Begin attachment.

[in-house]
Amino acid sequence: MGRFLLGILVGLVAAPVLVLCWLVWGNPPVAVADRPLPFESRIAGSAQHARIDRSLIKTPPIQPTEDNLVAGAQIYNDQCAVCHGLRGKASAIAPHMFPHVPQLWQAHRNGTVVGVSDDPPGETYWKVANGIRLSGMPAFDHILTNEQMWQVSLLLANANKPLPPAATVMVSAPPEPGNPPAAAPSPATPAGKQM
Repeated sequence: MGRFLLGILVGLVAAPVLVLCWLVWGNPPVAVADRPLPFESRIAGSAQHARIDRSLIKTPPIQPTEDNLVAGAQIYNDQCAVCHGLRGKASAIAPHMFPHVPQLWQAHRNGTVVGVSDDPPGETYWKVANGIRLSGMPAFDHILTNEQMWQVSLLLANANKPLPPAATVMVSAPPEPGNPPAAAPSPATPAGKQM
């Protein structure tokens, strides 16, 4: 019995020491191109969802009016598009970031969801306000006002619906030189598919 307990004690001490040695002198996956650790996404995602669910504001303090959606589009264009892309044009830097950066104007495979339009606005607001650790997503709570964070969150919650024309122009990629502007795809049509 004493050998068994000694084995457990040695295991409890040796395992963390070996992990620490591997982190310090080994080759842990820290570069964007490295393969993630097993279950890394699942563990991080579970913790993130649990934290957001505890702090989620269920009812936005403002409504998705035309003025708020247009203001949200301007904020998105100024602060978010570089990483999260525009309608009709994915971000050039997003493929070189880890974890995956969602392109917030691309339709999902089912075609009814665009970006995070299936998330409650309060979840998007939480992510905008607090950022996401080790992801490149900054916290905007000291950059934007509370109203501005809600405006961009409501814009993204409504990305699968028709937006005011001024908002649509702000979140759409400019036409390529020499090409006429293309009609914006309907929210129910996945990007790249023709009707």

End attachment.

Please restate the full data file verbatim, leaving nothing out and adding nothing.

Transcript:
[in-house]
Amino acid sequence: MGRFLLGILVGLVAAPVLVLCWLVWGNPPVAVADRPLPFESRIAGSAQHARIDRSLIKTPPIQPTEDNLVAGAQIYNDQCAVCHGLRGKASAIAPHMFPHVPQLWQAHRNGTVVGVSDDPPGETYWKVANGIRLSGMPAFDHILTNEQMWQVSLLLANANKPLPPAATVMVSAPPEPGNPPAAAPSPATPAGKQM
Repeated sequence: MGRFLLGILVGLVAAPVLVLCWLVWGNPPVAVADRPLPFESRIAGSAQHARIDRSLIKTPPIQPTEDNLVAGAQIYNDQCAVCHGLRGKASAIAPHMFPHVPQLWQAHRNGTVVGVSDDPPGETYWKVANGIRLSGMPAFDHILTNEQMWQVSLLLANANKPLPPAATVMVSAPPEPGNPPAAAPSPATPAGKQM
């Protein structure tokens, strides 16, 4: 019995020491191109969802009016598009970031969801306000006002619906030189598919 307990004690001490040695002198996956650790996404995602669910504001303090959606589009264009892309044009830097950066104007495979339009606005607001650790997503709570964070969150919650024309122009990629502007795809049509 004493050998068994000694084995457990040695295991409890040796395992963390070996992990620490591997982190310090080994080759842990820290570069964007490295393969993630097993279950890394699942563990991080579970913790993130649990934290957001505890702090989620269920009812936005403002409504998705035309003025708020247009203001949200301007904020998105100024602060978010570089990483999260525009309608009709994915971000050039997003493929070189880890974890995956969602392109917030691309339709999902089912075609009814665009970006995070299936998330409650309060979840998007939480992510905008607090950022996401080790992801490149900054916290905007000291950059934007509370109203501005809600405006961009409501814009993204409504990305699968028709937006005011001024908002649509702000979140759409400019036409390529020499090409006429293309009609914006309907929210129910996945990007790249023709009707």